MP wants to stitch 'digital' misuse laws into one bill
Coppers: A 'cyber' says what?
An MP has urged the government to consolidate the current 31 pieces of legislation touching on the misuse of digital devices into a single bill in order to tackle the growing number offences.
Liz Saville Roberts, Plaid Cymru MP, brought the Criminal Offences (Misuse of Digital Technologies and Services) (Consolidation) private members bill before MPs yesterday.
Speaking to The Register she said a single piece of legislation was desperately needed to ensure police and the Crown Prosecution Service have a consistent interpretation of the law.
"We currently have a situation where victims are approaching police and told that an offence is not a crime when it is, and other instances [where the opposite is the case]."
She said: "The legislation as it stands is complicated and there are a range of interpretation in how respond to front line request." Roberts believes having one piece of legislation that deals directly with digital offences could also improve police awareness about what constitutes an actionable offence.
She added that the bill will also require additional police training as "only 7,500 police officers out of a total of 100,000 in England and Wales are trained to investigate digital crime".
"The police lead on the fight against digital crime. The chief constable of Essex, Stephen Kavanagh, warns that the levels of abuse on the internet are now at unexpected levels, and that the police are at risk of being 'swamped'." she told MPs.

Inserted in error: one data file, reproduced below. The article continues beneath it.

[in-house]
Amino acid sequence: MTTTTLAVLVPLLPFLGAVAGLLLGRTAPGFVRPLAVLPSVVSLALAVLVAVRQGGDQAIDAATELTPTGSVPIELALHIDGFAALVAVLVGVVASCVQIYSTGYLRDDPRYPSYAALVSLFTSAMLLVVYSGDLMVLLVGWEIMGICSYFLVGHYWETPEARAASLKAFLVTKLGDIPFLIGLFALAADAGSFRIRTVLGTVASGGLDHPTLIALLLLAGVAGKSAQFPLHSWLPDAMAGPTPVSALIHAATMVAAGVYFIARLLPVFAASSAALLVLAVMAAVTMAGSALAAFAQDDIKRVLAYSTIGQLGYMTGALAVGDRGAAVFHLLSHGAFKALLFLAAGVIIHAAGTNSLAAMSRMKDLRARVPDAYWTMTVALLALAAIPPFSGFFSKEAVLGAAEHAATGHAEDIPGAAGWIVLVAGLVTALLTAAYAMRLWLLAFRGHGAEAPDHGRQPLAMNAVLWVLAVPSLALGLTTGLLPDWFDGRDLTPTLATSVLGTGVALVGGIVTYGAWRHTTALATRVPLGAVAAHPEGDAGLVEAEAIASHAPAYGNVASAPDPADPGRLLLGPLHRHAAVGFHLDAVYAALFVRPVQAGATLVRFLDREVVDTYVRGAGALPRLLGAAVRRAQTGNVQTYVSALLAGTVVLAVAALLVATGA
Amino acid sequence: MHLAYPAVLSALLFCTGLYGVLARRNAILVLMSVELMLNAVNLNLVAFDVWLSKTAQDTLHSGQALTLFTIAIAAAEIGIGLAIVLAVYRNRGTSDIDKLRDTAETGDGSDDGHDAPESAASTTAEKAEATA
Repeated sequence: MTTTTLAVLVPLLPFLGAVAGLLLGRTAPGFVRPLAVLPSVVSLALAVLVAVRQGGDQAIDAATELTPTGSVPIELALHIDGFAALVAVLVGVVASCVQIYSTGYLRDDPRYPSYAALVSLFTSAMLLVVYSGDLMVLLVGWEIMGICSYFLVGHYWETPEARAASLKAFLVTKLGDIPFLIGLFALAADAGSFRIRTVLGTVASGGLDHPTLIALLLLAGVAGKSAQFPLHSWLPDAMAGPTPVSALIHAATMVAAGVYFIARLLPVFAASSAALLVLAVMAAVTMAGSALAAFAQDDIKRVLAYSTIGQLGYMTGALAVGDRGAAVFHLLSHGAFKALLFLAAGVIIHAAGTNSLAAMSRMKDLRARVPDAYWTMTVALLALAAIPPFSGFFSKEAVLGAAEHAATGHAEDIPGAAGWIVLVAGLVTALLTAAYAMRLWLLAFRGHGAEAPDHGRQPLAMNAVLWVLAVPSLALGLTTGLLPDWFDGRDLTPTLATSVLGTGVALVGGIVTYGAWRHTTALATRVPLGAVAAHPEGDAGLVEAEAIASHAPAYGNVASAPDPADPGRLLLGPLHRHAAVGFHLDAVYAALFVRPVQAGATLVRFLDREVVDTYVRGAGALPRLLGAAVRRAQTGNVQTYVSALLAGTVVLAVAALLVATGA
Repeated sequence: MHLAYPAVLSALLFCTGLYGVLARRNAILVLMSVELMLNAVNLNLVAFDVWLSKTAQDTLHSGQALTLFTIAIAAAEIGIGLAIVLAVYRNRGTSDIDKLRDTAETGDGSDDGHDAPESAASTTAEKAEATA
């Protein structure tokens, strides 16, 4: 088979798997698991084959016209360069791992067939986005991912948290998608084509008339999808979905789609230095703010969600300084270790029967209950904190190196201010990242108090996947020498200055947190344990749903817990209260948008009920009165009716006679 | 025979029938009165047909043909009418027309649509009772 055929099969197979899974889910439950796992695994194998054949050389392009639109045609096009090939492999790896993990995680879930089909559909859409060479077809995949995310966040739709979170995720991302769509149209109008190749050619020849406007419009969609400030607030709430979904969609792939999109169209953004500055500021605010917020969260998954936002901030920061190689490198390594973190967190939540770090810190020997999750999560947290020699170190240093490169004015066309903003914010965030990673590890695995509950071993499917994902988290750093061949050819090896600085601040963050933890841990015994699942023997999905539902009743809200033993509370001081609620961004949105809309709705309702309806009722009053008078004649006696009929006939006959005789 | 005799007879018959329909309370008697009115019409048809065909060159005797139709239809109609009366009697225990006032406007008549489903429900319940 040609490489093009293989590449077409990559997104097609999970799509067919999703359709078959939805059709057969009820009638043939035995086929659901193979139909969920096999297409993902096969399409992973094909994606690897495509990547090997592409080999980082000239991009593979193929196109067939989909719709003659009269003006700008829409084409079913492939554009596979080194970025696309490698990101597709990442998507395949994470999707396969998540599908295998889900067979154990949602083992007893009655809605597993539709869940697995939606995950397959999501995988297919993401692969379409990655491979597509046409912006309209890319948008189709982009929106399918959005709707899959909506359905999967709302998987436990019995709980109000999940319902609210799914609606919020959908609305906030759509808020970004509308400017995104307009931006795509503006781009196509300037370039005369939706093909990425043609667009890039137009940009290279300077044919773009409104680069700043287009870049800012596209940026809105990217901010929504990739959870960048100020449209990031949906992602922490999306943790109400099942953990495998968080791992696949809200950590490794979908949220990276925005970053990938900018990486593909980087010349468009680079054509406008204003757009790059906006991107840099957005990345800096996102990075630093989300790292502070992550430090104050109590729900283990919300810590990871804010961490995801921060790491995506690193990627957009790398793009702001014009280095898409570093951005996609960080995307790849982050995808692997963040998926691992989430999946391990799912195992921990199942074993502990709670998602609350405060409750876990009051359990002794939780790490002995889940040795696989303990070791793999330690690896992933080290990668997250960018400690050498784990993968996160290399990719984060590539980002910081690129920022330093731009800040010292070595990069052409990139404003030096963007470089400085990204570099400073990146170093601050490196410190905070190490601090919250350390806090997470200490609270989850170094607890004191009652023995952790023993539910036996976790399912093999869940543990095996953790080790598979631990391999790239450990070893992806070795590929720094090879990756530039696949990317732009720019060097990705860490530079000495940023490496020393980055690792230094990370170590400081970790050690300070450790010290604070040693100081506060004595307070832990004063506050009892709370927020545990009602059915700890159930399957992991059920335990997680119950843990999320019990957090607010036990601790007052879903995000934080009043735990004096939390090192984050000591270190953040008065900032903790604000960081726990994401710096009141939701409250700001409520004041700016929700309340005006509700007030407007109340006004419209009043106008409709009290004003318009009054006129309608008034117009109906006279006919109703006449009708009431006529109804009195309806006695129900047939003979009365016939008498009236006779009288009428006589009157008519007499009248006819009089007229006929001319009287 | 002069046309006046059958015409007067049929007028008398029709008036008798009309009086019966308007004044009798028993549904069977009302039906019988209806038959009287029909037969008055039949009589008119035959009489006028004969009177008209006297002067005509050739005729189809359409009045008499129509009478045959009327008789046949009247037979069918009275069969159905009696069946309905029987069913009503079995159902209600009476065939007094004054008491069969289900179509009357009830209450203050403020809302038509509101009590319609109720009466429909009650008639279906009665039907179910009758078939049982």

She cited the College of Policing, which estimates that half of all crimes reported to front-line officers has a cyber element.
"Police experts state that there are as many as 7 million online frauds a year and 3 million other online crimes. Very many of these go unreported," Roberts told MPs.
The bill proposes to make it a clear offence repeatedly to locate, listen to or watch an individual by means of digital technology without legitimate reason. "Posting images without the subject’s permission and the posting of messages that are discriminatory or threatening, or that cause distress or anxiety, would become offences," she said.
Last week the the Crown Prosecution Service said adults should be charged if they use fake online profiles to harass others. ®
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